“Corinna, we have need of you,” the figure said.
“Who are you? Where have you come from?” The priestess swung her mace around between herself and the new presence.
“You have been chosen. Your aspect of Death is needed.”
“My... aspect? Are you... the Parliament?”
“We are who we are. Come now.”
There was something about the face that was not a face that gave Corinna, Priestess of the Awakened Arawn, pause. “I...” she started. “Yes. I will come.”
“If the place hadn’t been reduced to rubble when Corinna disappeared,” Alderon continued his tale, “the Mole would never have been able to get us out of there. Still, we were able to bring back these.” The young captain placed a broken spearhead and a small dull pink stone down on the table. “Your spearhead, of course... and ManTec’s iounstone. His... body... was crushed.”
“Aw, ManTec,” Karpathian Lith whispered sadly. “I still wanted... oh, fuck.”
“There’s been no sign of Corinna since the fall of the Necropolis,” Rhynwa said to the gathered warriors. “We... became sensitive to each other in the last few months. She’s totally gone.”
“Could she be dead?” Chipper Price asked happily.
“No,” Rhynwa said. “Not dead, but... not anywhere in this world, either.”
“The important thing...” the Mole said, “is that... the Deathstain... and the Necropolis... are gone.”
“Amen!” Fancy Price cheered. “This place has been bollocks to my complexion.”
“Look, I want to thank all of you,” Rhynwa said, putting her hand on Luthien’s shoulder. “Without you guys, we never would have been able to hold the Necropolis off from Ataniel these last nine months. Whatever happened to stop Corinna, well, who the hell knows. But she’s gone, and the Necropolis is kaput.”
“It’s Miller time,” Alderon said.
“I’d love to take you all out to the Mithril Dagger to celebrate,” Rhynwa said, “but I’ve got a long road to getting the priesthood back to where it was. The rest of you, though...” Rhynwa smiled her eerie-cheery smile. “Get yourselves really pissed for me.”
“That, chief,” Nasty Price grinned, “we can most certainly do.”
How Not To Get Backstabbed
“Are you sure this is the right way?”
“Yes,” insisted Constance. “The Orb of Radiation, Eastern Catacombs, northwest sector. Trust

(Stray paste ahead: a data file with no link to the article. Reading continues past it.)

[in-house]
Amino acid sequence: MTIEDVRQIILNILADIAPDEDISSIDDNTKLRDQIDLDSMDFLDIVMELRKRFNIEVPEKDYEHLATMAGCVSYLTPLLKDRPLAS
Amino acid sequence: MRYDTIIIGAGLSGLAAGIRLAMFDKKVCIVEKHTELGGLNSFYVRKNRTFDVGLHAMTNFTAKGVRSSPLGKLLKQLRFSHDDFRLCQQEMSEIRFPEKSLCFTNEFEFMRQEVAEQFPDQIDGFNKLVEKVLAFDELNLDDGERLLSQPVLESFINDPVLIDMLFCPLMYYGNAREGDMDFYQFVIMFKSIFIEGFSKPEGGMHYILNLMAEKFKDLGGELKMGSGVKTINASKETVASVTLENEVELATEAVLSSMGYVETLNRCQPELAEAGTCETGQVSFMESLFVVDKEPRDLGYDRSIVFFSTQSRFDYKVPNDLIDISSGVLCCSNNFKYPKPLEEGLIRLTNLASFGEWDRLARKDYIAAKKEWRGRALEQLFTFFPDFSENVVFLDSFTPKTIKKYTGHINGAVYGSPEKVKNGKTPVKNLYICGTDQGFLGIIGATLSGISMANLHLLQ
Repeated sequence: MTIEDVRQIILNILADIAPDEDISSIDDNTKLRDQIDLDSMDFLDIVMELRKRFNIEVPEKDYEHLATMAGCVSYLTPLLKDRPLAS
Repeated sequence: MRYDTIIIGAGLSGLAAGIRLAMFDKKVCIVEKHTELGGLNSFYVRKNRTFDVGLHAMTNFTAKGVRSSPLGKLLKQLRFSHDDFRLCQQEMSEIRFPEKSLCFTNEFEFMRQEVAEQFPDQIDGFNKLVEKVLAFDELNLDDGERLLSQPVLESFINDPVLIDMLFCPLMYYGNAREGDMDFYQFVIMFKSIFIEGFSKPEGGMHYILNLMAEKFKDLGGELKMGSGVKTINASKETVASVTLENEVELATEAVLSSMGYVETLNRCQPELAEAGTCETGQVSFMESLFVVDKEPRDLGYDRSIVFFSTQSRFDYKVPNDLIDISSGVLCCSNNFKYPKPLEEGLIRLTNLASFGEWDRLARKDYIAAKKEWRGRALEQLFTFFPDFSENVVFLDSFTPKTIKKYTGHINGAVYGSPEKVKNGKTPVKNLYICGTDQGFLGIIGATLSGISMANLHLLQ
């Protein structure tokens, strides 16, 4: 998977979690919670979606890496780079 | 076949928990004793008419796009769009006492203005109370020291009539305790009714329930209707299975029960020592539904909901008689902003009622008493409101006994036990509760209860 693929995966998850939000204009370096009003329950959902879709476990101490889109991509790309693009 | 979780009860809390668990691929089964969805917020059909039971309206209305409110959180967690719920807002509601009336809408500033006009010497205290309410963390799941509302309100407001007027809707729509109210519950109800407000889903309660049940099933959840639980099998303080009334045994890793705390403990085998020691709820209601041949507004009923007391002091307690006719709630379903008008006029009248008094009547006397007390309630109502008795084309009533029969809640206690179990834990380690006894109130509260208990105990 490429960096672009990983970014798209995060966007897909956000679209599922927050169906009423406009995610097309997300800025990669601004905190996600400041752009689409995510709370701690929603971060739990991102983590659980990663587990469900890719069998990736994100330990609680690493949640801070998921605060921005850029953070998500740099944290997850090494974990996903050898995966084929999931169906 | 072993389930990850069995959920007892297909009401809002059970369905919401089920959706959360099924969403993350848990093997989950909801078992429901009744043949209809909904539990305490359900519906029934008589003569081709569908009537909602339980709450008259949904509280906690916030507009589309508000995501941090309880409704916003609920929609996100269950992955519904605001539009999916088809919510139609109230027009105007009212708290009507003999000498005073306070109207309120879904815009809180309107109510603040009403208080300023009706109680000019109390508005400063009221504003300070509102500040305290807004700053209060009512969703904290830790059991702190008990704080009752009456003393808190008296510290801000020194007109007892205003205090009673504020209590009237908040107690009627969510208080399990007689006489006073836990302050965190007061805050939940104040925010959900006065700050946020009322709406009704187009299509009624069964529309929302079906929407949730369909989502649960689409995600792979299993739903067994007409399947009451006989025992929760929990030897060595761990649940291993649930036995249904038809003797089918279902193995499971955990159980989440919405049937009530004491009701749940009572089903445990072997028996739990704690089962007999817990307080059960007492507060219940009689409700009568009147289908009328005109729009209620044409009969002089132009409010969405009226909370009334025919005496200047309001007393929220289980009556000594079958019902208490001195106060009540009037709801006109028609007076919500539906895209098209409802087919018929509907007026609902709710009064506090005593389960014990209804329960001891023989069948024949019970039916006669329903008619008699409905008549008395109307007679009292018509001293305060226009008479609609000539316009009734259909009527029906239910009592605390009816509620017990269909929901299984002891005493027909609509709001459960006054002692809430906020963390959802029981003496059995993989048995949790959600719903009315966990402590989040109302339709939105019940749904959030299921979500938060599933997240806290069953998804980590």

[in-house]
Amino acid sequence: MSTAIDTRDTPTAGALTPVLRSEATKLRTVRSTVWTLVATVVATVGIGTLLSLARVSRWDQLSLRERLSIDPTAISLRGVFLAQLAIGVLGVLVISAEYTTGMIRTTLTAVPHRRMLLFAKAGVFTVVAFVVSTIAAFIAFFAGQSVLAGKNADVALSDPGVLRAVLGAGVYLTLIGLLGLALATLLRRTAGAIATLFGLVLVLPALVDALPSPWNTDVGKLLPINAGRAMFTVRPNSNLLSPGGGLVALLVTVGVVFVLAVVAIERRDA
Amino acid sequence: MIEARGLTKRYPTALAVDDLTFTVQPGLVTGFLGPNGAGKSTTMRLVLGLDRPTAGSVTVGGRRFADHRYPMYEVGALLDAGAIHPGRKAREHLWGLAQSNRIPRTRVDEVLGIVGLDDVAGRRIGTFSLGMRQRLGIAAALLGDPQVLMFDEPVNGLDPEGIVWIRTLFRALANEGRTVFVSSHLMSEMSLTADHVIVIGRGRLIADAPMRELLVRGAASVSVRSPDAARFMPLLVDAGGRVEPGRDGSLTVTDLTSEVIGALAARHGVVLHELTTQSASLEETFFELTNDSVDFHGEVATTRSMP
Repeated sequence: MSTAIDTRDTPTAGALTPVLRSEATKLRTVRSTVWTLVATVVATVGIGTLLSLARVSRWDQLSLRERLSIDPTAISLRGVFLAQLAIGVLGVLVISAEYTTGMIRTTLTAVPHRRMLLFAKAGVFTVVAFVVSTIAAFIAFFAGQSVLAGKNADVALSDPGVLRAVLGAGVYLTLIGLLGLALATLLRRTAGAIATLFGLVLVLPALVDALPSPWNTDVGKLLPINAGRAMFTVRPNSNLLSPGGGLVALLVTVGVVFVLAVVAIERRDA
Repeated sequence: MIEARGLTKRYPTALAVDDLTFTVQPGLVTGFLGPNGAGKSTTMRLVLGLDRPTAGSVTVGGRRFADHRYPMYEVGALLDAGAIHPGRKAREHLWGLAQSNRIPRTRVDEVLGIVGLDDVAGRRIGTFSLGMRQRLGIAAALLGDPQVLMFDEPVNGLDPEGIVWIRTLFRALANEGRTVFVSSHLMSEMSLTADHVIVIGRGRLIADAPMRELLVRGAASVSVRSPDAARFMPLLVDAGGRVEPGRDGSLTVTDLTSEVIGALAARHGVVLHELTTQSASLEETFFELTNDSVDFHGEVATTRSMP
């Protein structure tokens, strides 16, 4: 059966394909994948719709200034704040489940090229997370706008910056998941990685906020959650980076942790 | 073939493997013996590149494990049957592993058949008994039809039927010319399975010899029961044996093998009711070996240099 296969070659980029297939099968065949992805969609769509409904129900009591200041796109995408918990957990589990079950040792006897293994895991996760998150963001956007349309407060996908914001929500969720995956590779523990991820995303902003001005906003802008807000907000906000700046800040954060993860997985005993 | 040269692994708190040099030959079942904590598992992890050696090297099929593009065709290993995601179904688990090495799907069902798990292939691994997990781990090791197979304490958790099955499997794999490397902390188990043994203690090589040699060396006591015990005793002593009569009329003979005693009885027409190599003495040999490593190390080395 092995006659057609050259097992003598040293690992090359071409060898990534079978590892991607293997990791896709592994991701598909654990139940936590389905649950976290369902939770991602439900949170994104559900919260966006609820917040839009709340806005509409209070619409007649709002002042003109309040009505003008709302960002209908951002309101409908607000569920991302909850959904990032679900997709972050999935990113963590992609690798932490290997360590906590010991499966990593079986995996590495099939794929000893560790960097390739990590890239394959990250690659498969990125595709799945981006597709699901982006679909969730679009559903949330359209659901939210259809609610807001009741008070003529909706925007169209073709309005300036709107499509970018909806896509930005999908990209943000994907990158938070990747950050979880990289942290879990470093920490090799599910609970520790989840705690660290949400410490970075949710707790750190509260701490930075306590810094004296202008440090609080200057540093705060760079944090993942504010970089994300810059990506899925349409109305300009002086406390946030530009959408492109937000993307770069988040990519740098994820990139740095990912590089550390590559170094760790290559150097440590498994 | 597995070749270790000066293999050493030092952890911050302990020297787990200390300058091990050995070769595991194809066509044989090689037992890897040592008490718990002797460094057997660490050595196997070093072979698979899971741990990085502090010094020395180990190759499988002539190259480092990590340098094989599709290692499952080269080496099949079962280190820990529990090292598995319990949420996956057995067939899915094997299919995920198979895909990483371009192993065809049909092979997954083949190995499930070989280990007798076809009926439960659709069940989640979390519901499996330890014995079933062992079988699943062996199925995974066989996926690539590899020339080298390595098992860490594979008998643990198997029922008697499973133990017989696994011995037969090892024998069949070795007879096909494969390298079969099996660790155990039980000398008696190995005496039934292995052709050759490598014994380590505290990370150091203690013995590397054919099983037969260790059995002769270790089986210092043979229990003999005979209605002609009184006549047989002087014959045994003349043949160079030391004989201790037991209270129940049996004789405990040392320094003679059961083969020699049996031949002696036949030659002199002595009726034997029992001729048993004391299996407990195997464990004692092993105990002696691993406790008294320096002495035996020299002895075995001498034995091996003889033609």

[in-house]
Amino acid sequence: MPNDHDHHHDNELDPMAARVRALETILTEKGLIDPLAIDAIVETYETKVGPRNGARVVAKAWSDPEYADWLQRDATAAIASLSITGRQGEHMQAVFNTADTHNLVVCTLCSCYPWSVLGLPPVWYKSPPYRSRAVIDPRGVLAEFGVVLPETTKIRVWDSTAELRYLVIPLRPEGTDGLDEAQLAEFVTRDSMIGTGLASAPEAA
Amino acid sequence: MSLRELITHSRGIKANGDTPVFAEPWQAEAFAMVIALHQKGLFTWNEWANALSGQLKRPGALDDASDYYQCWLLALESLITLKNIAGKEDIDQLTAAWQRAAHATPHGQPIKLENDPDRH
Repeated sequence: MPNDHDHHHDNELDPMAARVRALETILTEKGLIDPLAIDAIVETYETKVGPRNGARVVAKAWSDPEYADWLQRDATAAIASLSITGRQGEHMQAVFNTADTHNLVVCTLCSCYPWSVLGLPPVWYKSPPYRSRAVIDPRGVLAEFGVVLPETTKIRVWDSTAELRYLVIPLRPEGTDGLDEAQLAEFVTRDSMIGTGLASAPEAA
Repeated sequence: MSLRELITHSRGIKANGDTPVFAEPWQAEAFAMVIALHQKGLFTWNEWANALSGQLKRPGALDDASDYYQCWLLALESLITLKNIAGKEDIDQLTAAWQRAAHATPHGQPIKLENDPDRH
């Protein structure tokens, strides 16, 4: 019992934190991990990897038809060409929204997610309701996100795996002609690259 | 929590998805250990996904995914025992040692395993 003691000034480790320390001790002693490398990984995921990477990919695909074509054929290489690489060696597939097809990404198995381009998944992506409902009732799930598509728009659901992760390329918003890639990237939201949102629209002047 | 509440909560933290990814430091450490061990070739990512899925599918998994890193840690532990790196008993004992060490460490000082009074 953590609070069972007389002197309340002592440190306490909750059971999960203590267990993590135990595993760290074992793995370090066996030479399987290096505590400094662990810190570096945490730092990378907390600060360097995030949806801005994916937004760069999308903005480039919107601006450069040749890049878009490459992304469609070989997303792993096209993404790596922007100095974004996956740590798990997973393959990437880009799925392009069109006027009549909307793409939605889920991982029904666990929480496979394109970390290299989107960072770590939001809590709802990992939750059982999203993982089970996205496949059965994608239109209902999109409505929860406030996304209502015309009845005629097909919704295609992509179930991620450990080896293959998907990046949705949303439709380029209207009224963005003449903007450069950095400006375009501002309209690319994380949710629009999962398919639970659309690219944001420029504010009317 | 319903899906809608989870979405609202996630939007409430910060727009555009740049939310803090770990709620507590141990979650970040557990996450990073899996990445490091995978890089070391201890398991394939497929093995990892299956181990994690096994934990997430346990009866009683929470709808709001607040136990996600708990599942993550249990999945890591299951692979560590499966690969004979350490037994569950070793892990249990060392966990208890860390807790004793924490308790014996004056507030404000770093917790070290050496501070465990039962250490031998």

me on this one.”
“She has an excellent declarative memory,” Jack supported his former student.
“Right!” said Constance, and paused. “Just like Thalia. That’s why I’m her favorite handmaiden. We both have really good memories.”
“Mmmmmm...” said Rani, looking uneasily around the rough-hewn chamber the corridor was opening into. Her detective’s instincts were going off before she knew why; in fact, it wasn’t until she had knelt on one denim-covered knee and put both her gloved hands into the stone floor that she realized the party’s light was not reflecting properly off the walls. “Heads up, people, it’s an amb--”
Orlen made a heavy noise as one of the shadowy creatures struck him from behind. Valende came to his rescue, her sword making an uncanny clanging noise against the monster’s hide. “You led us into a trap!” Skitch yelled angrily at Constance.
“No, I didn’t!” she protested. “This is the Catacombs beneath the Talarian castle! Monsters live down here! Do artifacts just lie around unguarded where you come from?”
Khyrisse pulled out her wand of lightning and quickly surveyed the situation, backing to a better vantage point. She couldn’t tell how many of them there were; they were very hard to see. She took aim and fired, taking great care not to hit any of her own group in the melee, even Thermador. The creature she had targeted made a brittle shriek as the lightning struck it, and its outline was illuminated for a moment. It was roughly the size and shape of a man, lean, beaked, and chitinous.
“Watch it!” Khyrisse jerked her head in time to see Ebreth smash the indistinct form of one of the creatures away from her back with his rapier. She hadn’t heard it coming. “Go on, zap them!” he shouted, pressing his back into hers and hacking at it. “I’ve got this one.”